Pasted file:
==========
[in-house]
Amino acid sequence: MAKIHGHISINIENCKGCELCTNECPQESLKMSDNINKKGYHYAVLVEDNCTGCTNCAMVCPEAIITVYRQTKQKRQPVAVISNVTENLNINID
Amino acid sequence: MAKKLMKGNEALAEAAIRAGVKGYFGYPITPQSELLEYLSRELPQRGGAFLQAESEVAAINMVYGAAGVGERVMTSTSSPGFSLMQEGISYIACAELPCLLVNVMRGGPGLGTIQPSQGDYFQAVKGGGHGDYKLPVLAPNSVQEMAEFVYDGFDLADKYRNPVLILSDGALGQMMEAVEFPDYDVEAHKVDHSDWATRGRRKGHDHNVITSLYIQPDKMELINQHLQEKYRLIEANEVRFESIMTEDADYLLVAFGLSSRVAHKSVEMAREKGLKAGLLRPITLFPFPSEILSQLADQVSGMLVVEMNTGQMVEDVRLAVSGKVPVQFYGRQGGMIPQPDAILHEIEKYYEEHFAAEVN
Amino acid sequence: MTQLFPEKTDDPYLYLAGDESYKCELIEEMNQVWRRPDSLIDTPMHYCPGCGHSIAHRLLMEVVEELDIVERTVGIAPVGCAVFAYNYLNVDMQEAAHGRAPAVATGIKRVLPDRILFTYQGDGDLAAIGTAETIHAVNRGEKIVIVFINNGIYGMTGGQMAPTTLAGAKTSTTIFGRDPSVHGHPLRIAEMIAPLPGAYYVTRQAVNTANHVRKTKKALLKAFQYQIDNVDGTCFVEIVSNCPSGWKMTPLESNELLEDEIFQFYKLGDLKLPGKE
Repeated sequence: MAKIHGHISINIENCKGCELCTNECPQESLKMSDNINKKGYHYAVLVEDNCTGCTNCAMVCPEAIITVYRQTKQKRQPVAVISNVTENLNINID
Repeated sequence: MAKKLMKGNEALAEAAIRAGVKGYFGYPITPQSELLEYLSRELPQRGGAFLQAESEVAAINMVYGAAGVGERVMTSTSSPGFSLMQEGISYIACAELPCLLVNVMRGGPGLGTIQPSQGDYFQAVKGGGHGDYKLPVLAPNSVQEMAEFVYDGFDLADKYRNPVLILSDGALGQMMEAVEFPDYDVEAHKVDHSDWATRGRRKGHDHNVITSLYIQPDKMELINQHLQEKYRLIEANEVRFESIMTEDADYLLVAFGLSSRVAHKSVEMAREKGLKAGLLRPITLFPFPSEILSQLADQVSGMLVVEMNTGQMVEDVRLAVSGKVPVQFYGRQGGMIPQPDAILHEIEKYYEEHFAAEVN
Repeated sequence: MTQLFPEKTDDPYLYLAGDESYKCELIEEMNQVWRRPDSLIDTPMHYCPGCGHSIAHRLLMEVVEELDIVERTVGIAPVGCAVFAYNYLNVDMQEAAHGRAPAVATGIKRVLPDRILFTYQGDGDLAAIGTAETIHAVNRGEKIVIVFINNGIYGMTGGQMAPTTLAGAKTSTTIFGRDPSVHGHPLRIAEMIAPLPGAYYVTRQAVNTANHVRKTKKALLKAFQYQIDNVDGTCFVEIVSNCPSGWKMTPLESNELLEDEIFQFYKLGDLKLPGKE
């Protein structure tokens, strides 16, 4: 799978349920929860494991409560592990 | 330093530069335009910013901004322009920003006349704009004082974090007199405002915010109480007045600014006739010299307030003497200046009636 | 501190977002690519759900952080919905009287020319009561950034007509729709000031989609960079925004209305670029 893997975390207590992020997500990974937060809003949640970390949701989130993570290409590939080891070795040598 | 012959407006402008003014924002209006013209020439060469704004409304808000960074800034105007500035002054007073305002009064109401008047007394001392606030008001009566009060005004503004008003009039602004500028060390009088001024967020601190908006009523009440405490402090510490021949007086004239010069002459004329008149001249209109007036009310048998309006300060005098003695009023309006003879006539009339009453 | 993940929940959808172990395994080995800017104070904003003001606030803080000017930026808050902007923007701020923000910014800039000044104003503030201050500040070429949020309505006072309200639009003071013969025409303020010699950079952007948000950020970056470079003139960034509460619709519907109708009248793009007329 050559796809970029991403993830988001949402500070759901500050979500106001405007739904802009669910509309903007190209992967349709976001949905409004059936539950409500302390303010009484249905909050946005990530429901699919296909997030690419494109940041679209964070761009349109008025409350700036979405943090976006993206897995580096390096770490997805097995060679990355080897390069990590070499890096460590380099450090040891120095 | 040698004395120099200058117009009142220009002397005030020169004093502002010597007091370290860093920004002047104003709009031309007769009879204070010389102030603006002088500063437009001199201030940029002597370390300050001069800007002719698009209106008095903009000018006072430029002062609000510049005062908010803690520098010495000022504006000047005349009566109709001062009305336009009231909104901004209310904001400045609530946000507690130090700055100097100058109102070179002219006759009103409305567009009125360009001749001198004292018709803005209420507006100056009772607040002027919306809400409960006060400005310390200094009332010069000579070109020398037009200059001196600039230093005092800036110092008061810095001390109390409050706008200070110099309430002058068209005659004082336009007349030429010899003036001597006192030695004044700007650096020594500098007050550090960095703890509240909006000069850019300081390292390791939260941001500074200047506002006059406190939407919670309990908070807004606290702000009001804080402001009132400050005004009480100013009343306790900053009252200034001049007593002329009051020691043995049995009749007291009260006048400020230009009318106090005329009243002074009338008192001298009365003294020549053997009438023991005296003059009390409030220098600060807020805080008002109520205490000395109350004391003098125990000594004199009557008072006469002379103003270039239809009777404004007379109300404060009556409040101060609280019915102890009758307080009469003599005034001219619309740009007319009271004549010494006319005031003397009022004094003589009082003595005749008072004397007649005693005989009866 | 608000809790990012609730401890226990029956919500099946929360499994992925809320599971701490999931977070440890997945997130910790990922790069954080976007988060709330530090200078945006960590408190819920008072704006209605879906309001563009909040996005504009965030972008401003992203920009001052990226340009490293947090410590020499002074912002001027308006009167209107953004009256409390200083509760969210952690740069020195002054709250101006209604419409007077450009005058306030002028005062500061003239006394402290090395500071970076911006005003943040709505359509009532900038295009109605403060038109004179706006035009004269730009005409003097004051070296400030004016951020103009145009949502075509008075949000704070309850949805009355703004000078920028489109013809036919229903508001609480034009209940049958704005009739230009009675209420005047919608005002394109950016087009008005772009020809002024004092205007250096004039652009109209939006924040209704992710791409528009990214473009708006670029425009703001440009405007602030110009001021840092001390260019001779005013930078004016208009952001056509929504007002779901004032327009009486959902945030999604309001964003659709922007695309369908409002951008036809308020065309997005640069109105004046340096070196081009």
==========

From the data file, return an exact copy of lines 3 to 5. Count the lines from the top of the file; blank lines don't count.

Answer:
Amino acid sequence: MAKKLMKGNEALAEAAIRAGVKGYFGYPITPQSELLEYLSRELPQRGGAFLQAESEVAAINMVYGAAGVGERVMTSTSSPGFSLMQEGISYIACAELPCLLVNVMRGGPGLGTIQPSQGDYFQAVKGGGHGDYKLPVLAPNSVQEMAEFVYDGFDLADKYRNPVLILSDGALGQMMEAVEFPDYDVEAHKVDHSDWATRGRRKGHDHNVITSLYIQPDKMELINQHLQEKYRLIEANEVRFESIMTEDADYLLVAFGLSSRVAHKSVEMAREKGLKAGLLRPITLFPFPSEILSQLADQVSGMLVVEMNTGQMVEDVRLAVSGKVPVQFYGRQGGMIPQPDAILHEIEKYYEEHFAAEVN
Amino acid sequence: MTQLFPEKTDDPYLYLAGDESYKCELIEEMNQVWRRPDSLIDTPMHYCPGCGHSIAHRLLMEVVEELDIVERTVGIAPVGCAVFAYNYLNVDMQEAAHGRAPAVATGIKRVLPDRILFTYQGDGDLAAIGTAETIHAVNRGEKIVIVFINNGIYGMTGGQMAPTTLAGAKTSTTIFGRDPSVHGHPLRIAEMIAPLPGAYYVTRQAVNTANHVRKTKKALLKAFQYQIDNVDGTCFVEIVSNCPSGWKMTPLESNELLEDEIFQFYKLGDLKLPGKE
Repeated sequence: MAKIHGHISINIENCKGCELCTNECPQESLKMSDNINKKGYHYAVLVEDNCTGCTNCAMVCPEAIITVYRQTKQKRQPVAVISNVTENLNINID